The DWSD isn't saying. Here's what it is saying: "We are pausing for 15 days to refocus our efforts on trying to identify people who we have missed in the process who may qualify for the Detroit Residential Water Assistance Program." That's according to DWSD spokesperson Bill Johnson in a phone interview this morning.
It knows when you are sleeping. It knows when you're awake. It knows if you've been driving, biking, or walking, and it records it, for data's sake.
Human is an app that tracks activity with the goal of getting users to exercise at least 30 minutes a day. It uses the M7 motion co-processor, a handy little iPhone microchip with gyroscope, compass, and accelerometer sensors, to track and record your every move -- even while your phone is asleep.
Remember Bridgegate? No? You obviously weren’t trying to get across the GW Bridge last Sept 9-13. That’s when New Jersey Gov. Chris Christie’s administration barricaded several lanes, causing massive traffic jams, in apparent retaliation against Fort Lee Mayor Mark Sokolich for not supporting Christie’s reelection bid. (Christie, of course, says he knew nothing about the monkey business.)
Well, Sokolich wasn’t the only one accusing Christie and Co. of political reprisal last year. Another mayor, Dawn Zimmer (D) of Hoboken, wondered out loud if Christie intentionally sent her a shit sandwich by shortchanging her city on Hurricane Sandy relief money. Sandy flooded half of Hoboken with seawater and closed its main transit terminal for weeks, but the state gave the city only a fraction of the relief money it requested. Zimmer suggested it was because she’d refused to back a development project that was being pushed by one of Christie’s top aides.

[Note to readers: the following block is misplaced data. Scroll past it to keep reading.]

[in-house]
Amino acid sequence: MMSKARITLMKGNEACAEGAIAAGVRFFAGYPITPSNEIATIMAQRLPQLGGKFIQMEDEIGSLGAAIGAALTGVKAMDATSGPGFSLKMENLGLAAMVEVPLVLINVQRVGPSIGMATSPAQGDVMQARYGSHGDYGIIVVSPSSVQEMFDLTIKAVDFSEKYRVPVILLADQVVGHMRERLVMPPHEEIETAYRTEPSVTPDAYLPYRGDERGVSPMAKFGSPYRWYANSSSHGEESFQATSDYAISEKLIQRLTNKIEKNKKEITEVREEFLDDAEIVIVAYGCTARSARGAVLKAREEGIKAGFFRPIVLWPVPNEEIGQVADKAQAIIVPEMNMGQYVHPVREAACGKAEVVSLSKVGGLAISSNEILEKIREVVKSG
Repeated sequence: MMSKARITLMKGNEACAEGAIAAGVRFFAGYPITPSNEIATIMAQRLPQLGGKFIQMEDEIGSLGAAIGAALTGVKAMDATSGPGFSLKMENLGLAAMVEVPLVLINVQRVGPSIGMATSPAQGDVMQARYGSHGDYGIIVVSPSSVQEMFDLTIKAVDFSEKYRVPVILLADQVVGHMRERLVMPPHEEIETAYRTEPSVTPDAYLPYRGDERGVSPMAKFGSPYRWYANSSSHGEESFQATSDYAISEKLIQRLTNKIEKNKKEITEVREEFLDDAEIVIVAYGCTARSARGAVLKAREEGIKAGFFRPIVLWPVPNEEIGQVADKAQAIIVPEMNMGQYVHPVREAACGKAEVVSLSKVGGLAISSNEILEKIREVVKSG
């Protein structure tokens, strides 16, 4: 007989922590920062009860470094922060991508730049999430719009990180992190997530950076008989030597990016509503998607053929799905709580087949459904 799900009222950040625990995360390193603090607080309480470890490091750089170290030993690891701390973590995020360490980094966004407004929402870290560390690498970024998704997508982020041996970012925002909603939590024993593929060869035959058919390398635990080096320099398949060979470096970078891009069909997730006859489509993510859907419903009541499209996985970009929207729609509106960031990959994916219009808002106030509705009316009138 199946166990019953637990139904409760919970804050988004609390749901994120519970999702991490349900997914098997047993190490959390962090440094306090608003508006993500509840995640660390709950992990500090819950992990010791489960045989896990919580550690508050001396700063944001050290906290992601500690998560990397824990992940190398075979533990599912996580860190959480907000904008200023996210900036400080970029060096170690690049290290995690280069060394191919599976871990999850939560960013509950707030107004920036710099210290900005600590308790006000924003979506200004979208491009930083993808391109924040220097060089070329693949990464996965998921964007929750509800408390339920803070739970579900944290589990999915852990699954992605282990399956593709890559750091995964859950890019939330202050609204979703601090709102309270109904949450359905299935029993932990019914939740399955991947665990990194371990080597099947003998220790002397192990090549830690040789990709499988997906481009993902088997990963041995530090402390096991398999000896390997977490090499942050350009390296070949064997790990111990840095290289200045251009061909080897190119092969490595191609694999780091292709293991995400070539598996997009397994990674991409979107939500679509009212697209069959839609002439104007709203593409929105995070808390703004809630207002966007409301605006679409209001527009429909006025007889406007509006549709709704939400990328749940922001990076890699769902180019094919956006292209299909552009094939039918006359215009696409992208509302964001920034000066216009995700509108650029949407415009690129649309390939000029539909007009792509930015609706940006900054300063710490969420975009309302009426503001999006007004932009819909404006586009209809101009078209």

We may never know if there were political motives behind those decisions, but the state later admitted to making numerous errors when it allocated the relief funds, and this week, it released a revised list of awards, shuffling hundreds of thousands of dollars of grants designed to make communities more resilient to storms. The new grants include $250,000 for Hoboken — the maximum amount now available to an individual city.
It’s a big win for Hoboken, and also for small, community news sites, which, as I wrote last week, are playing an increasingly critical role in the face, and aftermath, of natural disasters.
The future is always changing. Back in the day, they promised a flying car in every garage. Now that the future is almost here, it’s looking like a no-go on the winged Chevy. In fact, in Helsinki, Finland, the future could mean empty garages. Turns out that in an age when we carry the sum of all human knowledge around in our pants pockets, some better ideas come up.